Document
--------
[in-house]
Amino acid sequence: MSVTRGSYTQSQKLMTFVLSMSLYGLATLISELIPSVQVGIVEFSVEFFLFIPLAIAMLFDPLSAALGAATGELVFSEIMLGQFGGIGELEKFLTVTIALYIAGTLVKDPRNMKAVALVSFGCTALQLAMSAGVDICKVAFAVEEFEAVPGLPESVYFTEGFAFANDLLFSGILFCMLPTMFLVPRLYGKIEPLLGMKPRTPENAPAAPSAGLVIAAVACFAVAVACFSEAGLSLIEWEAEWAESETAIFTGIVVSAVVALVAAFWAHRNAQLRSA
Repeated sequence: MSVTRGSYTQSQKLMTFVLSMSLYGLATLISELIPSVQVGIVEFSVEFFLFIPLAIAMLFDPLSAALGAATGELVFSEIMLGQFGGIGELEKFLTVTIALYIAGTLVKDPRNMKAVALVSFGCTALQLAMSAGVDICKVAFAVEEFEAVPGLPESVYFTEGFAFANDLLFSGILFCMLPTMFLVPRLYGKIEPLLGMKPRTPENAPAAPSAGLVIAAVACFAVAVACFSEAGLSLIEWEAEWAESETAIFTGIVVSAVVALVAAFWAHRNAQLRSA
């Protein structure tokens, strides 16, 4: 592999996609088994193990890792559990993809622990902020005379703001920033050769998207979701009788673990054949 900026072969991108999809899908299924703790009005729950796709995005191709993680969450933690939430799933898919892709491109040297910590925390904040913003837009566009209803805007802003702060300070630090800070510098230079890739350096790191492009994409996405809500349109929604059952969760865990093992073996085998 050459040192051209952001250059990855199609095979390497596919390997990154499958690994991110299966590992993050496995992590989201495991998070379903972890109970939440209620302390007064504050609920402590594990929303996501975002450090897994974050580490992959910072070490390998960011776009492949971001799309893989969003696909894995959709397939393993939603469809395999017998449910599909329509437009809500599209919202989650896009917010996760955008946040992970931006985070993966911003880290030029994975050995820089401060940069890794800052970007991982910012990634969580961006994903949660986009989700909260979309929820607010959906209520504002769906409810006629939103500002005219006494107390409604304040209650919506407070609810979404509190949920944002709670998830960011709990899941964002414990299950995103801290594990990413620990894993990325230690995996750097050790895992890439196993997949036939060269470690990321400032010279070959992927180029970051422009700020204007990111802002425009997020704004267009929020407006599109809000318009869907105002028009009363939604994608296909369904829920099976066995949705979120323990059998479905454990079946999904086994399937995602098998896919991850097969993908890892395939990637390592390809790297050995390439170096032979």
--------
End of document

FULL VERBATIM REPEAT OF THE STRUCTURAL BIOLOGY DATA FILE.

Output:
[in-house]
Amino acid sequence: MSVTRGSYTQSQKLMTFVLSMSLYGLATLISELIPSVQVGIVEFSVEFFLFIPLAIAMLFDPLSAALGAATGELVFSEIMLGQFGGIGELEKFLTVTIALYIAGTLVKDPRNMKAVALVSFGCTALQLAMSAGVDICKVAFAVEEFEAVPGLPESVYFTEGFAFANDLLFSGILFCMLPTMFLVPRLYGKIEPLLGMKPRTPENAPAAPSAGLVIAAVACFAVAVACFSEAGLSLIEWEAEWAESETAIFTGIVVSAVVALVAAFWAHRNAQLRSA
Repeated sequence: MSVTRGSYTQSQKLMTFVLSMSLYGLATLISELIPSVQVGIVEFSVEFFLFIPLAIAMLFDPLSAALGAATGELVFSEIMLGQFGGIGELEKFLTVTIALYIAGTLVKDPRNMKAVALVSFGCTALQLAMSAGVDICKVAFAVEEFEAVPGLPESVYFTEGFAFANDLLFSGILFCMLPTMFLVPRLYGKIEPLLGMKPRTPENAPAAPSAGLVIAAVACFAVAVACFSEAGLSLIEWEAEWAESETAIFTGIVVSAVVALVAAFWAHRNAQLRSA
């Protein structure tokens, strides 16, 4: 592999996609088994193990890792559990993809622990902020005379703001920033050769998207979701009788673990054949 900026072969991108999809899908299924703790009005729950796709995005191709993680969450933690939430799933898919892709491109040297910590925390904040913003837009566009209803805007802003702060300070630090800070510098230079890739350096790191492009994409996405809500349109929604059952969760865990093992073996085998 050459040192051209952001250059990855199609095979390497596919390997990154499958690994991110299966590992993050496995992590989201495991998070379903972890109970939440209620302390007064504050609920402590594990929303996501975002450090897994974050580490992959910072070490390998960011776009492949971001799309893989969003696909894995959709397939393993939603469809395999017998449910599909329509437009809500599209919202989650896009917010996760955008946040992970931006985070993966911003880290030029994975050995820089401060940069890794800052970007991982910012990634969580961006994903949660986009989700909260979309929820607010959906209520504002769906409810006629939103500002005219006494107390409604304040209650919506407070609810979404509190949920944002709670998830960011709990899941964002414990299950995103801290594990990413620990894993990325230690995996750097050790895992890439196993997949036939060269470690990321400032010279070959992927180029970051422009700020204007990111802002425009997020704004267009929020407006599109809000318009869907105002028009009363939604994608296909369904829920099976066995949705979120323990059998479905454990079946999904086994399937995602098998896919991850097969993908890892395939990637390592390809790297050995390439170096032979």